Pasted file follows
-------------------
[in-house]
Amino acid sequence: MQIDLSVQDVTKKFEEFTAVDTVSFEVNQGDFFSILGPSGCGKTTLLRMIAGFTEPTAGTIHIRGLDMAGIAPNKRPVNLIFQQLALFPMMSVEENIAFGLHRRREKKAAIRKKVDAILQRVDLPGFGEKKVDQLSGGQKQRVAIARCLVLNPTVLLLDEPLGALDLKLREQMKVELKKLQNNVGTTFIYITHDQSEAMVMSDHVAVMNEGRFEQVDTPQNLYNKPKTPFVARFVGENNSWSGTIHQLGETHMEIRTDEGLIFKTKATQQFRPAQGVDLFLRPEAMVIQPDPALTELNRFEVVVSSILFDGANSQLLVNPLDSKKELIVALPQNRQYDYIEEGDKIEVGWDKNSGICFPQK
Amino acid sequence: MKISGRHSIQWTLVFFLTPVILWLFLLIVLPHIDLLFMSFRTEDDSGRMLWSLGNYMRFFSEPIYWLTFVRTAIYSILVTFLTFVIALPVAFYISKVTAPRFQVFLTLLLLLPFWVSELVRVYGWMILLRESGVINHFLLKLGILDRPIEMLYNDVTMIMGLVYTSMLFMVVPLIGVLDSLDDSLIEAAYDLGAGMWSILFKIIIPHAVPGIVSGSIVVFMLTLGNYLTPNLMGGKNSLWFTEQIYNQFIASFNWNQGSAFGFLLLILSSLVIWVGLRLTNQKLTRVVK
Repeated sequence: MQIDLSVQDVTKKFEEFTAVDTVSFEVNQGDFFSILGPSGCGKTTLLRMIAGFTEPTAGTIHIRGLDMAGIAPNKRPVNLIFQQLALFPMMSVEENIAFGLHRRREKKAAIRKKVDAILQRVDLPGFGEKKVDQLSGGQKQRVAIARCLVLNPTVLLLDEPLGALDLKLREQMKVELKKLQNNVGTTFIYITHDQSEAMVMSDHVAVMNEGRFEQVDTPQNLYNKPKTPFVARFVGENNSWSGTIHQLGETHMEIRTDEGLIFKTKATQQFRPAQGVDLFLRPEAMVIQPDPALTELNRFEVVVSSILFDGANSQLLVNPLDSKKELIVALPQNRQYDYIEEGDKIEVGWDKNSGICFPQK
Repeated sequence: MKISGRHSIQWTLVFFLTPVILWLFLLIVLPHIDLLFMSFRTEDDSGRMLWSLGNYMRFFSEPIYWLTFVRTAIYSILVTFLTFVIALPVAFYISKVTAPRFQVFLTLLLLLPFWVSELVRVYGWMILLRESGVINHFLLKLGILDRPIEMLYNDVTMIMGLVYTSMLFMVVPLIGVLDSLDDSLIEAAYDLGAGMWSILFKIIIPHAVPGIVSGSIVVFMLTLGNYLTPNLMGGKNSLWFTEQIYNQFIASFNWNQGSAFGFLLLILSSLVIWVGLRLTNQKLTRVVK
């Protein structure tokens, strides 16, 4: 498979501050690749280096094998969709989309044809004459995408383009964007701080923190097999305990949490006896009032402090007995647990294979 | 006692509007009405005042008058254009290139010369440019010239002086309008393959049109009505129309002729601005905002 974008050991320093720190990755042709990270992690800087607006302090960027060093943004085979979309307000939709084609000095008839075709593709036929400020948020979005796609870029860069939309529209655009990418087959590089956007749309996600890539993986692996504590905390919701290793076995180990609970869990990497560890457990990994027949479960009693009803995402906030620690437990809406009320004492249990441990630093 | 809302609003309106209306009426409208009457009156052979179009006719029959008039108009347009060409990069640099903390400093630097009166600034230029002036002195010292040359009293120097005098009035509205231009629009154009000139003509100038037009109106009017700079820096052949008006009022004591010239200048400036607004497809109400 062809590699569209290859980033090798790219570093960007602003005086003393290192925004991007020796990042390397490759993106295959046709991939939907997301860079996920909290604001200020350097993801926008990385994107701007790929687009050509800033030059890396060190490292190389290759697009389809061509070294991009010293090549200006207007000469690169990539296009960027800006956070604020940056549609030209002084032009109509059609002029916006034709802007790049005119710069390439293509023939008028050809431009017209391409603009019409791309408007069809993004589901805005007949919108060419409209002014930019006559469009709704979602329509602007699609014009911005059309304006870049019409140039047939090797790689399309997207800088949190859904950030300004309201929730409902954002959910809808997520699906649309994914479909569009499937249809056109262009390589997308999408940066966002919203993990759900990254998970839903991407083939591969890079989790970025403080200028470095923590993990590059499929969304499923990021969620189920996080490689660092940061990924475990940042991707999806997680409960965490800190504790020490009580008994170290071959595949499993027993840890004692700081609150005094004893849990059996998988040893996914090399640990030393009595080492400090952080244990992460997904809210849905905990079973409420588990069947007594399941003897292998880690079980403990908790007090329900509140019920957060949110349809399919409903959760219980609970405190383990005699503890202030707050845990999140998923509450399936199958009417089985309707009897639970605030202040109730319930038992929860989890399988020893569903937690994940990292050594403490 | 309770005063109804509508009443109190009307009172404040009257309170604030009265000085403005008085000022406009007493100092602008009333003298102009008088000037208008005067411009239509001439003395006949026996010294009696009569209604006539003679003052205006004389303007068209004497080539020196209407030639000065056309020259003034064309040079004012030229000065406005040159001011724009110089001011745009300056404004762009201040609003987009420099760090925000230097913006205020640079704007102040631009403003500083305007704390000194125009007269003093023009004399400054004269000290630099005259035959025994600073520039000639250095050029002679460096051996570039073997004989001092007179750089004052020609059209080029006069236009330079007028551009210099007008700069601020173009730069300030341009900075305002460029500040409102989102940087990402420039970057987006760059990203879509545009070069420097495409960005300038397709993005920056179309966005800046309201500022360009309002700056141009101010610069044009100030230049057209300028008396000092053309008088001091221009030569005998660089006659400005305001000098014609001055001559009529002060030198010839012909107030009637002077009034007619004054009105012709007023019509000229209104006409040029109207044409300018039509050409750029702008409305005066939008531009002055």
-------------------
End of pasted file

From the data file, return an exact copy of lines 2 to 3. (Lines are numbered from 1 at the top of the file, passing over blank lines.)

Amino acid sequence: MQIDLSVQDVTKKFEEFTAVDTVSFEVNQGDFFSILGPSGCGKTTLLRMIAGFTEPTAGTIHIRGLDMAGIAPNKRPVNLIFQQLALFPMMSVEENIAFGLHRRREKKAAIRKKVDAILQRVDLPGFGEKKVDQLSGGQKQRVAIARCLVLNPTVLLLDEPLGALDLKLREQMKVELKKLQNNVGTTFIYITHDQSEAMVMSDHVAVMNEGRFEQVDTPQNLYNKPKTPFVARFVGENNSWSGTIHQLGETHMEIRTDEGLIFKTKATQQFRPAQGVDLFLRPEAMVIQPDPALTELNRFEVVVSSILFDGANSQLLVNPLDSKKELIVALPQNRQYDYIEEGDKIEVGWDKNSGICFPQK
Amino acid sequence: MKISGRHSIQWTLVFFLTPVILWLFLLIVLPHIDLLFMSFRTEDDSGRMLWSLGNYMRFFSEPIYWLTFVRTAIYSILVTFLTFVIALPVAFYISKVTAPRFQVFLTLLLLLPFWVSELVRVYGWMILLRESGVINHFLLKLGILDRPIEMLYNDVTMIMGLVYTSMLFMVVPLIGVLDSLDDSLIEAAYDLGAGMWSILFKIIIPHAVPGIVSGSIVVFMLTLGNYLTPNLMGGKNSLWFTEQIYNQFIASFNWNQGSAFGFLLLILSSLVIWVGLRLTNQKLTRVVK